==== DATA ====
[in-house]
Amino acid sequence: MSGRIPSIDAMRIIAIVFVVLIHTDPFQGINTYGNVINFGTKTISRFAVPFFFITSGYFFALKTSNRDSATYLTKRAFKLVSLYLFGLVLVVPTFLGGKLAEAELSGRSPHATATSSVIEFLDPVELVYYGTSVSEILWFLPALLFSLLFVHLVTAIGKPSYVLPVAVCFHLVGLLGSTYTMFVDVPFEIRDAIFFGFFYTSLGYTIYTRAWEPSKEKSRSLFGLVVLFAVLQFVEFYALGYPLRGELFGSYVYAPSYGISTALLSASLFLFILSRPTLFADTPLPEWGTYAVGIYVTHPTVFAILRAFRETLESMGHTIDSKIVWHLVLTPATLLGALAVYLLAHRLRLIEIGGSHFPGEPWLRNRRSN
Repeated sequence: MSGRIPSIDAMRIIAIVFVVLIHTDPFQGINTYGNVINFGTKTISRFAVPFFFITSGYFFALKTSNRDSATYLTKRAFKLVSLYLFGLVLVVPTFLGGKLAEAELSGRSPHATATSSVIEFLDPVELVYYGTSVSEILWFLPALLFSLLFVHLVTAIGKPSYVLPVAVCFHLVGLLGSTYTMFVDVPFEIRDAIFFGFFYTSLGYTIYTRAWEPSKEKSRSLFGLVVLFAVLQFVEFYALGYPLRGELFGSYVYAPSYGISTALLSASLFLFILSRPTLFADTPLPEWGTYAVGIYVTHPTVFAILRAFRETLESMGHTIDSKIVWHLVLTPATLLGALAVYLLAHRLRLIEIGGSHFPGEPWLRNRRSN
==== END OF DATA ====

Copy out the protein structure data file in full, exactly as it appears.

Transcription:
[in-house]
Amino acid sequence: MSGRIPSIDAMRIIAIVFVVLIHTDPFQGINTYGNVINFGTKTISRFAVPFFFITSGYFFALKTSNRDSATYLTKRAFKLVSLYLFGLVLVVPTFLGGKLAEAELSGRSPHATATSSVIEFLDPVELVYYGTSVSEILWFLPALLFSLLFVHLVTAIGKPSYVLPVAVCFHLVGLLGSTYTMFVDVPFEIRDAIFFGFFYTSLGYTIYTRAWEPSKEKSRSLFGLVVLFAVLQFVEFYALGYPLRGELFGSYVYAPSYGISTALLSASLFLFILSRPTLFADTPLPEWGTYAVGIYVTHPTVFAILRAFRETLESMGHTIDSKIVWHLVLTPATLLGALAVYLLAHRLRLIEIGGSHFPGEPWLRNRRSN
Repeated sequence: MSGRIPSIDAMRIIAIVFVVLIHTDPFQGINTYGNVINFGTKTISRFAVPFFFITSGYFFALKTSNRDSATYLTKRAFKLVSLYLFGLVLVVPTFLGGKLAEAELSGRSPHATATSSVIEFLDPVELVYYGTSVSEILWFLPALLFSLLFVHLVTAIGKPSYVLPVAVCFHLVGLLGSTYTMFVDVPFEIRDAIFFGFFYTSLGYTIYTRAWEPSKEKSRSLFGLVVLFAVLQFVEFYALGYPLRGELFGSYVYAPSYGISTALLSASLFLFILSRPTLFADTPLPEWGTYAVGIYVTHPTVFAILRAFRETLESMGHTIDSKIVWHLVLTPATLLGALAVYLLAHRLRLIEIGGSHFPGEPWLRNRRSN